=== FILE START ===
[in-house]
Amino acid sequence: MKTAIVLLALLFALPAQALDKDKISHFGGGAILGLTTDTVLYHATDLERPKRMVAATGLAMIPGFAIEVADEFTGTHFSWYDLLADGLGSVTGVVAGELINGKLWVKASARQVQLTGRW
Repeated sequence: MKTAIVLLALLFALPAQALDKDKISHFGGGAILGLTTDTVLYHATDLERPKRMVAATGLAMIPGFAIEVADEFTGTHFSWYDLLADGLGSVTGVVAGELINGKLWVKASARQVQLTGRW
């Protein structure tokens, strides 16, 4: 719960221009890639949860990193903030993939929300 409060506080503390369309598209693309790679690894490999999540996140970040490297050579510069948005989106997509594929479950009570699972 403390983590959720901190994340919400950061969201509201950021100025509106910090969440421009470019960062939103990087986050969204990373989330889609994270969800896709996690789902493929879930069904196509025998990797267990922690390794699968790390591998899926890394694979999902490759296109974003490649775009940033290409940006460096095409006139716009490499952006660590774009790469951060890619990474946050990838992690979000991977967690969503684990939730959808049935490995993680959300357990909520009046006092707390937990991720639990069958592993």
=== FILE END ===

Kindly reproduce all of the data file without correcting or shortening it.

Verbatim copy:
[in-house]
Amino acid sequence: MKTAIVLLALLFALPAQALDKDKISHFGGGAILGLTTDTVLYHATDLERPKRMVAATGLAMIPGFAIEVADEFTGTHFSWYDLLADGLGSVTGVVAGELINGKLWVKASARQVQLTGRW
Repeated sequence: MKTAIVLLALLFALPAQALDKDKISHFGGGAILGLTTDTVLYHATDLERPKRMVAATGLAMIPGFAIEVADEFTGTHFSWYDLLADGLGSVTGVVAGELINGKLWVKASARQVQLTGRW
């Protein structure tokens, strides 16, 4: 719960221009890639949860990193903030993939929300 409060506080503390369309598209693309790679690894490999999540996140970040490297050579510069948005989106997509594929479950009570699972 403390983590959720901190994340919400950061969201509201950021100025509106910090969440421009470019960062939103990087986050969204990373989330889609994270969800896709996690789902493929879930069904196509025998990797267990922690390794699968790390591998899926890394694979999902490759296109974003490649775009940033290409940006460096095409006139716009490499952006660590774009790469951060890619990474946050990838992690979000991977967690969503684990939730959808049935490995993680959300357990909520009046006092707390937990991720639990069958592993």